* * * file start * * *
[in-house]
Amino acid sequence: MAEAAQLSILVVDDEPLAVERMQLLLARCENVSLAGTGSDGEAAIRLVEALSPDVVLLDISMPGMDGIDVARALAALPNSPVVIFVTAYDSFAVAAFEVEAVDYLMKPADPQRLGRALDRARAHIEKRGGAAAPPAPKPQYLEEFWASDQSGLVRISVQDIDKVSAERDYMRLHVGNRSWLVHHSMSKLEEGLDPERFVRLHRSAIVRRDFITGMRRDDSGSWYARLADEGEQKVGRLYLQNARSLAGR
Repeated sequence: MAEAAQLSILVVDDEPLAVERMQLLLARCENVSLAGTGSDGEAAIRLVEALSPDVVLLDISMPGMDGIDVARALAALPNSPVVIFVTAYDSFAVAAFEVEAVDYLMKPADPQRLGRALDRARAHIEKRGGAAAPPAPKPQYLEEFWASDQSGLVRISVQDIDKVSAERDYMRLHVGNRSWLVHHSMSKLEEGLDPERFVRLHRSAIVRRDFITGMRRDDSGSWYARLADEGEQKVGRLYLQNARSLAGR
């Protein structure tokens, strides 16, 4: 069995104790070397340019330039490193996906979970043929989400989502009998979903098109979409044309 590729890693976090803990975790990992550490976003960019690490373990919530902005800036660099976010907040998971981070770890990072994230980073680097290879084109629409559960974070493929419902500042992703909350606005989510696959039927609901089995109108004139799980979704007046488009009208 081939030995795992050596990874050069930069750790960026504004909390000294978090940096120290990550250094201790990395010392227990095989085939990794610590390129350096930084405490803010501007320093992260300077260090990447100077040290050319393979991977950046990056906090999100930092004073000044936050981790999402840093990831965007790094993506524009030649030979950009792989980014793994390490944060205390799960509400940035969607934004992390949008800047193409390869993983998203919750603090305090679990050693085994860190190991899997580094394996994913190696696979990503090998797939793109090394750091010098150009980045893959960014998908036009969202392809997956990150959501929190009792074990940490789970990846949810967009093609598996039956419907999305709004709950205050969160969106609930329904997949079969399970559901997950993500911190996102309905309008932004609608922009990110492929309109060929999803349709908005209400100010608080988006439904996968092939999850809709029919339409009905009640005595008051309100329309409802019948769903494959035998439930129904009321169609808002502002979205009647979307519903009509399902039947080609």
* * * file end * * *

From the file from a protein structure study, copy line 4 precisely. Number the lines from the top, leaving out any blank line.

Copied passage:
């Protein structure tokens, strides 16, 4: 069995104790070397340019330039490193996906979970043929989400989502009998979903098109979409044309 590729890693976090803990975790990992550490976003960019690490373990919530902005800036660099976010907040998971981070770890990072994230980073680097290879084109629409559960974070493929419902500042992703909350606005989510696959039927609901089995109108004139799980979704007046488009009208 081939030995795992050596990874050069930069750790960026504004909390000294978090940096120290990550250094201790990395010392227990095989085939990794610590390129350096930084405490803010501007320093992260300077260090990447100077040290050319393979991977950046990056906090999100930092004073000044936050981790999402840093990831965007790094993506524009030649030979950009792989980014793994390490944060205390799960509400940035969607934004992390949008800047193409390869993983998203919750603090305090679990050693085994860190190991899997580094394996994913190696696979990503090998797939793109090394750091010098150009980045893959960014998908036009969202392809997956990150959501929190009792074990940490789970990846949810967009093609598996039956419907999305709004709950205050969160969106609930329904997949079969399970559901997950993500911190996102309905309008932004609608922009990110492929309109060929999803349709908005209400100010608080988006439904996968092939999850809709029919339409009905009640005595008051309100329309409802019948769903494959035998439930129904009321169609808002502002979205009647979307519903009509399902039947080609």